So I came across this article last week on Oracle VM and how companies are trying it and how it’s, and I’m quoting here “not half bad”
If I ever come out with my own Enterprise level software and have a couple of public releases under my belt and the best thing I can get in the press is “not half bad”, shoot me. Seriously. That’s embarrassing. Even if you do offer it for free.
So let’s look past the headline and see what the article has to say, shall we?
First sentence “Oracle’s continued refusal to support its applications virtualized on something other than the Oracle VM hypervisor has forced the hands of some users, pushing them to try the Xen-based virtualization offering.”
It’s this sort of FUD (Fear, Uncertainty, Doubt) spreading that’s one of the things I dislike about our industry. Let me be completely clear ORACLE FULLY SUPPORTS ITS APPLICATIONS VIRTUALIZED ON SOMETHING OTHER THAN ORACLE VM HYPERVISOR. Don’t believe me? Check out Metalink My Oracle Support note 249212.1 – Support Position for Oracle Products Running on VMWare Virtualized Environments. Here’s the first paragraph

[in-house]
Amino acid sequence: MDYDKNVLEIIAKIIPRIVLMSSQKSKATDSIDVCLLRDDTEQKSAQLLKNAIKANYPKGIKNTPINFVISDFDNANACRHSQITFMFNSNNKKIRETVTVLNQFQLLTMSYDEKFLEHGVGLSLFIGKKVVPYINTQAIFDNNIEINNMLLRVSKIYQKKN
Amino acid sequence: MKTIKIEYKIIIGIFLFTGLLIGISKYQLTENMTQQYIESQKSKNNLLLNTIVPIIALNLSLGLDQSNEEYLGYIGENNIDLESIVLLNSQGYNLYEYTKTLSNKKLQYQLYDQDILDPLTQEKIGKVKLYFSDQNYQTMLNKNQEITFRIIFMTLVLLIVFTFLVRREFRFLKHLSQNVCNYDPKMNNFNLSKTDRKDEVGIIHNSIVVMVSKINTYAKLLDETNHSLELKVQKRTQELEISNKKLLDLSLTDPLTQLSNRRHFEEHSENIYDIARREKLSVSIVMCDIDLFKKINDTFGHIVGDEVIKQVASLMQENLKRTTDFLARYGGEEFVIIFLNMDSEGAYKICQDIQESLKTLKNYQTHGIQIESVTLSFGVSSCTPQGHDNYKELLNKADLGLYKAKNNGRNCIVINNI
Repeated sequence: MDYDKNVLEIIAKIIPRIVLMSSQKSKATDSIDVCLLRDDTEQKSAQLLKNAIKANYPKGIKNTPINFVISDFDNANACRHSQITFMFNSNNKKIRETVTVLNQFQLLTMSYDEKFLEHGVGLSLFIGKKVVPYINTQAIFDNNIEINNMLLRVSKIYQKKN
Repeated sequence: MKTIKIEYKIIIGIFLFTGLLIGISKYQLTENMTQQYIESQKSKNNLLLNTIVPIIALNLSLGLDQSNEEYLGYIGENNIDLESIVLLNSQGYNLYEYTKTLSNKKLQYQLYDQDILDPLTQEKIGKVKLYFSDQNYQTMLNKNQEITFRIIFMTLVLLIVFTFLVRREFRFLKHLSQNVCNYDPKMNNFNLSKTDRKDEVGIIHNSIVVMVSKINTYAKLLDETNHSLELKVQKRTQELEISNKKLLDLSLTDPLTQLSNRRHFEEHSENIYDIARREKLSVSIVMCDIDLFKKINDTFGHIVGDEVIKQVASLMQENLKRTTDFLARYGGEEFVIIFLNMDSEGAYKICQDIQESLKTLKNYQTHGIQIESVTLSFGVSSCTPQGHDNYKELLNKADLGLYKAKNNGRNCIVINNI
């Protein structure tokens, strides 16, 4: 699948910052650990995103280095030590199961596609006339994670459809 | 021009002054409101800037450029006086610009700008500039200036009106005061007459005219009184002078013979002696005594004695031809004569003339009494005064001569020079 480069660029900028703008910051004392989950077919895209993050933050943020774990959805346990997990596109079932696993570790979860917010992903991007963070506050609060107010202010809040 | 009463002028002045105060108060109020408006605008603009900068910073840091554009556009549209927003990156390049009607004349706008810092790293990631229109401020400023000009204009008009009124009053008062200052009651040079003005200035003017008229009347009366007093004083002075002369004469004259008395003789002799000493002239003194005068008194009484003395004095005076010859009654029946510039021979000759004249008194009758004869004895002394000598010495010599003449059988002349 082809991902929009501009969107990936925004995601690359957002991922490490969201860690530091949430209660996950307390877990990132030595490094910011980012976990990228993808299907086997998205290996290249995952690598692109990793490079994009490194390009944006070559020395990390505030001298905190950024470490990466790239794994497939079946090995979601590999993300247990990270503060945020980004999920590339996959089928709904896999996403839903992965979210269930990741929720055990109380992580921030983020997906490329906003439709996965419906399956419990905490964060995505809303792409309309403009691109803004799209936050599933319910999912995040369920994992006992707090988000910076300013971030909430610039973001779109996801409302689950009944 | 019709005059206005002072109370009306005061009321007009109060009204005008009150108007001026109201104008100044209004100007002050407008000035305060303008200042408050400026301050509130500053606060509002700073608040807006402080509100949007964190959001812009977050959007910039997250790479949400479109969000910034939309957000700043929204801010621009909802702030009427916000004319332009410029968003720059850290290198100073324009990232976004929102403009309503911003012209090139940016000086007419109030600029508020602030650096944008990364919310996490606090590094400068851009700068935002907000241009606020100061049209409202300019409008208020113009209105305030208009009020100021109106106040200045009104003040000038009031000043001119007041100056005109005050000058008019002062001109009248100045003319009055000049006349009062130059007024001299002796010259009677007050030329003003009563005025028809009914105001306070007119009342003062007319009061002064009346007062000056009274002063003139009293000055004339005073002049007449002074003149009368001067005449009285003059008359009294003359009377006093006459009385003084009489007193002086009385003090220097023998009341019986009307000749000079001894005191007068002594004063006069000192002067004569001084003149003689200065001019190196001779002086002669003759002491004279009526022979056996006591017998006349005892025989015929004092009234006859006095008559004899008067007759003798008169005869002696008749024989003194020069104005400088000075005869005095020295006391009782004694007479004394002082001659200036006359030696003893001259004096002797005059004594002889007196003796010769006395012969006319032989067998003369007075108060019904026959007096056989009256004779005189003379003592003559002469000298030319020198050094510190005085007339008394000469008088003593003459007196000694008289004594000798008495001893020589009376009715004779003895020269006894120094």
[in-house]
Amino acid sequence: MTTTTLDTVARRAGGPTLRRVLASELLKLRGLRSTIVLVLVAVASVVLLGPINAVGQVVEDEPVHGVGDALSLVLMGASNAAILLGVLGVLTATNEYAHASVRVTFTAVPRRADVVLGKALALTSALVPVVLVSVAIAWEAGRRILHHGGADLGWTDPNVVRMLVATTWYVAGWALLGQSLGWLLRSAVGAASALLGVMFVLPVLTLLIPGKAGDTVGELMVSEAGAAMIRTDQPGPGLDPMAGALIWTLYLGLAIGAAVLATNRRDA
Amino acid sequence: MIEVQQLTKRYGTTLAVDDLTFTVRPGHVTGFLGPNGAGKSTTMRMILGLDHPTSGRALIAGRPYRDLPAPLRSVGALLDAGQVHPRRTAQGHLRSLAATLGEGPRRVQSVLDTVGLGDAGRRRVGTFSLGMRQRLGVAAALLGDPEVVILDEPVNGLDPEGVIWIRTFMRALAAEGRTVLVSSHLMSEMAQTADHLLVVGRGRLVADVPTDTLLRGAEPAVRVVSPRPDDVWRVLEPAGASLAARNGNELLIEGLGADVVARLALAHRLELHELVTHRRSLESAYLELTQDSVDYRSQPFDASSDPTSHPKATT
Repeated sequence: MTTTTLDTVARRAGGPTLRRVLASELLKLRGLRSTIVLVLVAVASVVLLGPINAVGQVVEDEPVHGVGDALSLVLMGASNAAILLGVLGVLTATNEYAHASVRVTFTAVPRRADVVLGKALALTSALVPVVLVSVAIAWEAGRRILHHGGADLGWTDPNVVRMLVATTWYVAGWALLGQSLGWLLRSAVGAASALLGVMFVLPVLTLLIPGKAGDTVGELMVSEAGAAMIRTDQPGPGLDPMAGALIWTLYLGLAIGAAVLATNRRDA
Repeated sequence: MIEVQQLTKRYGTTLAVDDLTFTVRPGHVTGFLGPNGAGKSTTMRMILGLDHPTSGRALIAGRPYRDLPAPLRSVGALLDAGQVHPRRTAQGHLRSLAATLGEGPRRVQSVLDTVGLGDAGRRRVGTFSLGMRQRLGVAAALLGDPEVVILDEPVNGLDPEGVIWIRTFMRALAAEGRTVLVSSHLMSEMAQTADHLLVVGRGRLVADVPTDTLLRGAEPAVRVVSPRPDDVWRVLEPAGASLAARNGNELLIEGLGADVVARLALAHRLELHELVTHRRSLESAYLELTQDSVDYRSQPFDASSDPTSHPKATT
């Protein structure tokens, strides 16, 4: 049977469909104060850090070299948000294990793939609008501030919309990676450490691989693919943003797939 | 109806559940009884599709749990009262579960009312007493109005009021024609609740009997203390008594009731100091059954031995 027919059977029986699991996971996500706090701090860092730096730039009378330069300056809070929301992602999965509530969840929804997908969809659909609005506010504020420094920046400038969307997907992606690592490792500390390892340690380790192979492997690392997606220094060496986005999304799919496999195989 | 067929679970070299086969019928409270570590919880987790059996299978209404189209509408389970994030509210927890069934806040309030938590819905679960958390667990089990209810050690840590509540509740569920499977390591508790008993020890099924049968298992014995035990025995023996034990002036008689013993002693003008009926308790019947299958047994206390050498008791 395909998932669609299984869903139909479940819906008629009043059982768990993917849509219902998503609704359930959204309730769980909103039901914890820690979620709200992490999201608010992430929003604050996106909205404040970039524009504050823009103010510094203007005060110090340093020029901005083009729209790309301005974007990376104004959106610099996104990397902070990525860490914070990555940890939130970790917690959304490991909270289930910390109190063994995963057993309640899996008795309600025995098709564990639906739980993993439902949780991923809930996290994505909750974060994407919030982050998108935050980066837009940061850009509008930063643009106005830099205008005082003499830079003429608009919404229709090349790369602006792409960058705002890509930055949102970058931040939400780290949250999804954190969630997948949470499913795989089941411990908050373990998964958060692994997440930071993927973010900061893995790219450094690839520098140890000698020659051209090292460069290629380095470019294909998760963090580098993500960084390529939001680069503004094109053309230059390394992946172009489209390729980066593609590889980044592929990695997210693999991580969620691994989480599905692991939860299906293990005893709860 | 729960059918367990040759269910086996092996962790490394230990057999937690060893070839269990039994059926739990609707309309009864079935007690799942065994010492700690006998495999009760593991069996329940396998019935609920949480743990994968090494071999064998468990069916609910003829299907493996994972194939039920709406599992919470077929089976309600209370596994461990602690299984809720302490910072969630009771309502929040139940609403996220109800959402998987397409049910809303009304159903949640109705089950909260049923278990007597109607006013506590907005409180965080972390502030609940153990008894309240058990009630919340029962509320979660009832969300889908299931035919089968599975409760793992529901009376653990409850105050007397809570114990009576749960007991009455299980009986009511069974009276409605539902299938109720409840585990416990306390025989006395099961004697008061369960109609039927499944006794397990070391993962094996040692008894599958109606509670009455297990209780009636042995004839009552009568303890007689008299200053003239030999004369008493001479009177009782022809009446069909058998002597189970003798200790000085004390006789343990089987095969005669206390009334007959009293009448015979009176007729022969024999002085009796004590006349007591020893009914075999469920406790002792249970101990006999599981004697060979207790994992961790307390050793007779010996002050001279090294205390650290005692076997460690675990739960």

Oracle has not certified any of its products on VMware virtualized
environments. Oracle Support will assist customers running Oracle products
on VMware in the following manner: Oracle will only provide
support for issues that either are known to occur on the native OS, or
can be demonstrated not to be as a result of running on VMware.
Did you know your Cisco switches aren’t certified by Oracle? Your DELL servers aren’t certified by Oracle either.
Very very rarely does Oracle certify another vendor’s hardware products. Certify != support. Oracle support’s your installation of Oracle productions on VMware just fine. They take the very reasonable point of view that they’ll help you until they come to believe the issue is VMware at which point they’ll refer you to VMware support. Seems completely rational to me.
I’ve been an Oracle Apps DBA running Oracle products under VMware for about 4 years. I have never had Oracle not help me because I run many of my environments under VMware. I’ve spoken with numerous other Oracle DBAs running Oracle products under VMware. None of us have ever had an issue where Oracle wouldn’t support our environments because we were running under VMware.
I’ll address the rest of the article in another blog post shortly, but seeing this FUD still slung about makes me too annoyed to write coherently.